Some fuel related workers had free fuel as part of their pay, transport in particular used fuel very inefficiently and domestic central heating was just beginning to be promoted in substantial numbers. All of these factors led to substantial increases in the use of fossil fuels, environmental pollution, particularly with “acid rain” and the increase of CO² levels resulting in the beginning of global warming. Emphasis was certainly not given on the environmental aspects of burning fossil fuels and their emissions and nor was there any thought given to the possibility of fuels becoming depleted.
There was little or no awareness of these problems and in some areas a complete lack of technical knowledge in how to avoid them in the future. In the late 1980s there was the landmark discovery of the “hole in the ozone layer” which prompted much awareness on energy transmissions.
During the early 1980s, There is the modern dilemma of CO² production being “invisible” as against the 19th century burning of fossil fuels in open fires causing acid rain and smog. Whilst the invisible gases of CO² are now resulting in global warming, the original types of pollution resulted in poor health and the erosion of buildings. All due to the ignorance of the effects of excessive use of energy and its inefficient method of burning.
The first energy crisis in 1973 promoted thoughts as to energy conservation and future policies. Building regulations began to be improved and “U” values became part of the vocabulary. Prior to this there was little or no external wall insulation began to appear in the UK, whilst being available for many years earlier on the European continent. After a slow start, several systems became available and certifying and testing by the British Board of Agrément was began.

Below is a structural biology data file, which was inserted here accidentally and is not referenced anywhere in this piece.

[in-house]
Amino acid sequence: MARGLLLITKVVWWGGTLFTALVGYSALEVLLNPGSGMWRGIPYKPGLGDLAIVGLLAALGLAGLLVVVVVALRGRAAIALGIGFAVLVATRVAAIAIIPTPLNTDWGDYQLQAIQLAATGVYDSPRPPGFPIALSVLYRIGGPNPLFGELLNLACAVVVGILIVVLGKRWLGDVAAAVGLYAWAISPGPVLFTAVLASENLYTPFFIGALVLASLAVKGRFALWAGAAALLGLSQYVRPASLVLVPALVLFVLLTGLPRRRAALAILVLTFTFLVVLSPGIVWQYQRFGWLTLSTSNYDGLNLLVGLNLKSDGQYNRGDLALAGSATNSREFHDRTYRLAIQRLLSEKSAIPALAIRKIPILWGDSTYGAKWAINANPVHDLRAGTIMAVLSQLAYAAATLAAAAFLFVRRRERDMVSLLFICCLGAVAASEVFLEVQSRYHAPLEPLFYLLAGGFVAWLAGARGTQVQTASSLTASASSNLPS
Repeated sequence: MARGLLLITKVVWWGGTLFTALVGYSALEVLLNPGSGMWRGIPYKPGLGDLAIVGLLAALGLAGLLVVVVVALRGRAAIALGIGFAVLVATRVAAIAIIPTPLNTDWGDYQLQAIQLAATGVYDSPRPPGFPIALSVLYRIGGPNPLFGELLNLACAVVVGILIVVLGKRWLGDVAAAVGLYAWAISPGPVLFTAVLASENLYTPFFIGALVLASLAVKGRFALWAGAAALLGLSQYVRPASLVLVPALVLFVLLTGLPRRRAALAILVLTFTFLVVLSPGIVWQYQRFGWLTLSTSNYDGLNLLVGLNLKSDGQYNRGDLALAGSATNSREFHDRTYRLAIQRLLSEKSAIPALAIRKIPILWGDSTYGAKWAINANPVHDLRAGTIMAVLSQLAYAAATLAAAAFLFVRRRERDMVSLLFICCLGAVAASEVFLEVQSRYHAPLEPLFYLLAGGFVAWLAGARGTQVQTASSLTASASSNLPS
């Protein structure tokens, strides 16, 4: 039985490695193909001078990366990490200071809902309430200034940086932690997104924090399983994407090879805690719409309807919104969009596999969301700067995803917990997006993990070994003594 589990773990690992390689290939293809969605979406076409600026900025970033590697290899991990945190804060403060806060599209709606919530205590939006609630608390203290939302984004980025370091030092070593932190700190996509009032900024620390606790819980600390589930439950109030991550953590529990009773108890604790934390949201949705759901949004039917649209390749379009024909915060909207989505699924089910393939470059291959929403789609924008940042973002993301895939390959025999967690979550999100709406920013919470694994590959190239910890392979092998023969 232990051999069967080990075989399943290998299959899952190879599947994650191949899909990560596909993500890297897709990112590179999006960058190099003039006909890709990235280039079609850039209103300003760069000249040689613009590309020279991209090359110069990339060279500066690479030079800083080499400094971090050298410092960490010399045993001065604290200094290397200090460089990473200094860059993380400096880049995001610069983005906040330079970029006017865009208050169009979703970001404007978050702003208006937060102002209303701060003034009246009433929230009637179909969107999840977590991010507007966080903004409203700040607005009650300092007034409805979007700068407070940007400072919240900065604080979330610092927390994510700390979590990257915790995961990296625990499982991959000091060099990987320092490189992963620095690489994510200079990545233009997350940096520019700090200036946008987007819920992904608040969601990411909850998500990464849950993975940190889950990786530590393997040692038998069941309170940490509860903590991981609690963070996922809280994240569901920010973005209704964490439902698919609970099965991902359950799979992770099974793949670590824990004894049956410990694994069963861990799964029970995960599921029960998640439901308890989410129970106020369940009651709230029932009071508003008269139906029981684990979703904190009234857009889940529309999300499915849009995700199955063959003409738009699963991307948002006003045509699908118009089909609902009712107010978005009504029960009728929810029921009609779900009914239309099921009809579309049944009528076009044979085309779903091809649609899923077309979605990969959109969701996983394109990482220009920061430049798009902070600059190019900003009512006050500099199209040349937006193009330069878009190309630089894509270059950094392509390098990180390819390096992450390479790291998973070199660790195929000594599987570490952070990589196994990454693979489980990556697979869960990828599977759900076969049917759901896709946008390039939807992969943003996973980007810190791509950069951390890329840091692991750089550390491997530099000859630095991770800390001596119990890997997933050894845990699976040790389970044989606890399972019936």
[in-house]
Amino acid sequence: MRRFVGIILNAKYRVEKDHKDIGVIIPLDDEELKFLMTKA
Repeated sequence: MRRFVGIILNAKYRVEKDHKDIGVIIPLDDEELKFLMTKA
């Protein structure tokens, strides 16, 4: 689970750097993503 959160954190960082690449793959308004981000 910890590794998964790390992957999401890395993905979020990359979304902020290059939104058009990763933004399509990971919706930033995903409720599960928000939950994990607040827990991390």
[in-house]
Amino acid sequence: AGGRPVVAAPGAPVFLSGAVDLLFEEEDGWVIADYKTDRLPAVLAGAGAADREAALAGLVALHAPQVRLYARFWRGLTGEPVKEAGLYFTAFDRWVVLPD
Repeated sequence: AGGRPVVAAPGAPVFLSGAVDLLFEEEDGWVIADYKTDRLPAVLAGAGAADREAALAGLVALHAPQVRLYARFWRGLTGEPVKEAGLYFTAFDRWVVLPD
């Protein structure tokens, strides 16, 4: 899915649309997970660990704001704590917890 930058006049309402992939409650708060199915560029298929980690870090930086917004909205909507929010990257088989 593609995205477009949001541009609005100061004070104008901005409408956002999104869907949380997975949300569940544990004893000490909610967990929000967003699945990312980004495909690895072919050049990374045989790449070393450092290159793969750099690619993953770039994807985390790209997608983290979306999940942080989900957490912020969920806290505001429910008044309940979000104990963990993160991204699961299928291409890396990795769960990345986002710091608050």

The use of external, rather than internal insulation offers a number of practical advantages:-
1. There is little or no disturbance to the occupants and the possible additional cost of temporary re-housing is avoided.
2 The problems of insulating internally around or behind internal fittings eg. in kitchens and bathrooms, but also cupboards, shelves, power points etc are avoided.
3. Potential cold bridges at all internal/external wall and ceiling junctions are reduced or eliminated.
4. In a complex building, it is comparatively easier to ensure that the whole of the external surface is insulated.
5. The whole wall structure is protected so external surfaces are prevented from receiving further deterioration by being exposed to the weather.
There are many thousands of high energy consuming public sector and commercial buildings, both of a traditional and system built construction where the application of exterior wall insulation may be desirable if the thermal performance of the building is to be brought up to current standards.
If external wall insulation is installed the running costs of air-conditioning may become an economic possibility.